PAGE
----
I did something that, curiously it now seems to me, I've never done before. I lay on the deck and looked at the moon through binoculars. I guess that the complete absence of light-polution and the clear atmosphere made it especially good but I was absolutely amazed to be able to see individual craters in the surface at just 50x magnification. Dianne came and had a look (accidentally hurting her black eye with the binoculars - more of that later) whilst I fiddled with the camera to try and get a photo. This is the best I could manage; it looked much clearer through the binoculars:
|My first astronomy photograph!|
We both noticed a bright white dot on the surface which you can see in the photo at about the 8 o'clock position, not far from the edge - the sun reflecting on a still-shiny piece of Apollo space junk, perhaps? I hope so.
The Moon, of course, is terribly important to sailors since it's the chief influence on ocean tides. Every fortnight, when Moon is either full or new, it lines up with the sun and the combined gravitational pull of the two pulls the sea towards it in a lump - the highest Spring Tide. At the opposite side of the earth there's another lump whilst half way its circumference round the water level drops. So, as the earth rotates you get a high tide, a low tide 6 hours later and another high tide 12 hours after the first. Spring tides, because of this combined gravitational pull, give very high high-tides and very low low-tides and, in between the two, all the water has to flood in and out between islands and around headlands as it finds its new tidal level so the current will be at its strongest.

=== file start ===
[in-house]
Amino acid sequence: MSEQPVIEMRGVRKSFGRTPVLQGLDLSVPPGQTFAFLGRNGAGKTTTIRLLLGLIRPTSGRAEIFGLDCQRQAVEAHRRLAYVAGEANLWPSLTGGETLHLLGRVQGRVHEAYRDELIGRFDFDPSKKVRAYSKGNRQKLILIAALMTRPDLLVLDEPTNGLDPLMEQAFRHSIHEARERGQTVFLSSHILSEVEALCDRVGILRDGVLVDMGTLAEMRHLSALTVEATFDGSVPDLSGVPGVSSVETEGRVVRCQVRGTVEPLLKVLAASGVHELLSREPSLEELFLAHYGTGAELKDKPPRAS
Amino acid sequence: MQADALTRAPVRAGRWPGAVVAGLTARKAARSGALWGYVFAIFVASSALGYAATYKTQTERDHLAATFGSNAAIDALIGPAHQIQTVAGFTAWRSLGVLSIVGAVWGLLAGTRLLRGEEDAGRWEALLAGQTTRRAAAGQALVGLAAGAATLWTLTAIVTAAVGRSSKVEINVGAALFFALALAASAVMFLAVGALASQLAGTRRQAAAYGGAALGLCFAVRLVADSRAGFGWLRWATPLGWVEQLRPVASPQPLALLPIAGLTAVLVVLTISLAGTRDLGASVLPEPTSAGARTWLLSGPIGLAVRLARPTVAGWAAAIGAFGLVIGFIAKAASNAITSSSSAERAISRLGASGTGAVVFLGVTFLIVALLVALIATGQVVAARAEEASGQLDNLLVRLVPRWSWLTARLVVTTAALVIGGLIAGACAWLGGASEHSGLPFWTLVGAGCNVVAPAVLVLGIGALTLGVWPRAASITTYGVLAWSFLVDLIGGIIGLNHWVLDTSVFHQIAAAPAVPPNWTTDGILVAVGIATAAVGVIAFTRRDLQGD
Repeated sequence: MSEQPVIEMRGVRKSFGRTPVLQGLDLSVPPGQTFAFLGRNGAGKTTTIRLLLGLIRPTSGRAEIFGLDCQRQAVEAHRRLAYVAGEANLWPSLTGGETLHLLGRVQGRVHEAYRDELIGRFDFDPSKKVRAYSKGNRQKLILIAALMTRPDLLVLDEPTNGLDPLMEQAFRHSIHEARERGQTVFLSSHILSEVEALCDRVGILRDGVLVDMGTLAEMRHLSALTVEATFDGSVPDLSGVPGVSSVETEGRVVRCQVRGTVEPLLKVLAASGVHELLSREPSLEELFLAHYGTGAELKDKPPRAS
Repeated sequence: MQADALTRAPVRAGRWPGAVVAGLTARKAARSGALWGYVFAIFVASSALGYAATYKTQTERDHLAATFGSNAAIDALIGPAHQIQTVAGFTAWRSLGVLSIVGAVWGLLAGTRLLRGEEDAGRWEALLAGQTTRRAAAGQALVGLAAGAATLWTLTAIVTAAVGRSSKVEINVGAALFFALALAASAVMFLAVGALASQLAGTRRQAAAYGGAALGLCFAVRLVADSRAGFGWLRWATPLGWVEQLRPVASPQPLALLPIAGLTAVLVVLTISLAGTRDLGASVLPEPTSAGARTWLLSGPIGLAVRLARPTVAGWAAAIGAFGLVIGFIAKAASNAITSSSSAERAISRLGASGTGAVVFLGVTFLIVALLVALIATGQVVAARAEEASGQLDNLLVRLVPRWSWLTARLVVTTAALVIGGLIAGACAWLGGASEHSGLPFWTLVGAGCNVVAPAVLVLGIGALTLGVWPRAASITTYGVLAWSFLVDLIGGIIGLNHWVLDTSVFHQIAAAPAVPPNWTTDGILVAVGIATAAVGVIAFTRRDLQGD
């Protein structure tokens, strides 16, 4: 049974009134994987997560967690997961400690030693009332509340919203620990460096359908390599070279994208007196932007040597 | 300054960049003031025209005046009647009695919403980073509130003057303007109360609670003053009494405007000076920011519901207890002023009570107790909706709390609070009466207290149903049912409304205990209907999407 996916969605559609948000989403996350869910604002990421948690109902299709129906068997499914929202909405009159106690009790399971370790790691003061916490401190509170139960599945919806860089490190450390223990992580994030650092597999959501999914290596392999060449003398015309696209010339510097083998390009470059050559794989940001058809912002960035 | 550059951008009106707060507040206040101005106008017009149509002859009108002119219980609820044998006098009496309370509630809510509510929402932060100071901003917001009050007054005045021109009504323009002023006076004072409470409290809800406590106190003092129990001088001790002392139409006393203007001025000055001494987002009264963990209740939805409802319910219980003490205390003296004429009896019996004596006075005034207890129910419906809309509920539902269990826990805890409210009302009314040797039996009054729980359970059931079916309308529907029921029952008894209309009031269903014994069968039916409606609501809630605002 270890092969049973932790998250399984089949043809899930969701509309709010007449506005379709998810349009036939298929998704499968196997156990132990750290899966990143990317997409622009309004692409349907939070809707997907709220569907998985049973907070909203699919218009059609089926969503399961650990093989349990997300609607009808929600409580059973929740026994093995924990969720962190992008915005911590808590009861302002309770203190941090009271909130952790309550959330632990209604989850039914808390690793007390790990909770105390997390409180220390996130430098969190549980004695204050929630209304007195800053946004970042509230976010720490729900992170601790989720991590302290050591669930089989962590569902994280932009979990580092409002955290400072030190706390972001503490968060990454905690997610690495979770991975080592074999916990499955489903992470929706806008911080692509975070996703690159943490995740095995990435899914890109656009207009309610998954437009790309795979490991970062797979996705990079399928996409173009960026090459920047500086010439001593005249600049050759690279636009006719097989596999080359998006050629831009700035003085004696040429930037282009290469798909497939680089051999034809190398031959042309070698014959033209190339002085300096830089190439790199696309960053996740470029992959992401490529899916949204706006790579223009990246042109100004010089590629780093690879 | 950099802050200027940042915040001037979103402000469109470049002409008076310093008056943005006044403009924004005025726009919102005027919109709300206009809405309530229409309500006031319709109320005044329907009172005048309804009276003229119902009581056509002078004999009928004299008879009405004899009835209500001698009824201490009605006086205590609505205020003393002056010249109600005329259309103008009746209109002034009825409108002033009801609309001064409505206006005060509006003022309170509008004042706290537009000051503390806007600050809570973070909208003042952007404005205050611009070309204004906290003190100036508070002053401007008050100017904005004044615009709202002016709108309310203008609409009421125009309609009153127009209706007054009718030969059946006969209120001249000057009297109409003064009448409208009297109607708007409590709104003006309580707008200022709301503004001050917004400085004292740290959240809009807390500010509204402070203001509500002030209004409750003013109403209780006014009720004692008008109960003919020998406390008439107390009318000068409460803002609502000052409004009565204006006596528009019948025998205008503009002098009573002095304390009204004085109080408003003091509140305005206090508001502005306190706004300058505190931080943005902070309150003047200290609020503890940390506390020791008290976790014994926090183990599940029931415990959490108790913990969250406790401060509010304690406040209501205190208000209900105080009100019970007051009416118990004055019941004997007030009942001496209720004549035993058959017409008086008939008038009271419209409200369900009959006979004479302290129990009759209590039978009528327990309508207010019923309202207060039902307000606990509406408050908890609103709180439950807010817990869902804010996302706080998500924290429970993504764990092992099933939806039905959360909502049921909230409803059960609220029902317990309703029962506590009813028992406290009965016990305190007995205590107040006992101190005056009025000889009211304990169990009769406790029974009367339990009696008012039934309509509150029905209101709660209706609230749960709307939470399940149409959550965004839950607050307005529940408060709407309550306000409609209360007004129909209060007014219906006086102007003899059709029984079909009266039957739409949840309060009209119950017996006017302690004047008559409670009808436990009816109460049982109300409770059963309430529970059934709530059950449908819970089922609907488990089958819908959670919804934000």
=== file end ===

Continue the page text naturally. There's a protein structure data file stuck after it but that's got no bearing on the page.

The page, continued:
A week later and the Moon and Sun won't be in line (they pull at right angles to each other) so the sea is influenced only by the Moon's pull; the highs and lows are less extreme and we get neap tides with weaker current flows. Generally, it's easier to do coastal navigation at these time but the downside is that, at night, you don't have much moonlight to see by. So there you go, a quick overview on tides!
Finally, on to Dianne's black eye. In the middle of the night a few days ago she got up to use the heads (loo) and, not wanting to wake me, didn't switch on the light and went to use the aft heads, which has a low doorway. You can guess the rest. She now has a pretty impressive shiner which, unfortunately, she won't let me photograph. The problem, apart from the pain she experiences with binoculars of course, is that it's considered rude to walk in to villages wearing sunglasses here so I may be wrong, but I do sense a degree of sympathy toward her from the locals and a few disapproving glances in my direction. My Fijian isn't up to "no, actually she walked into a door" however.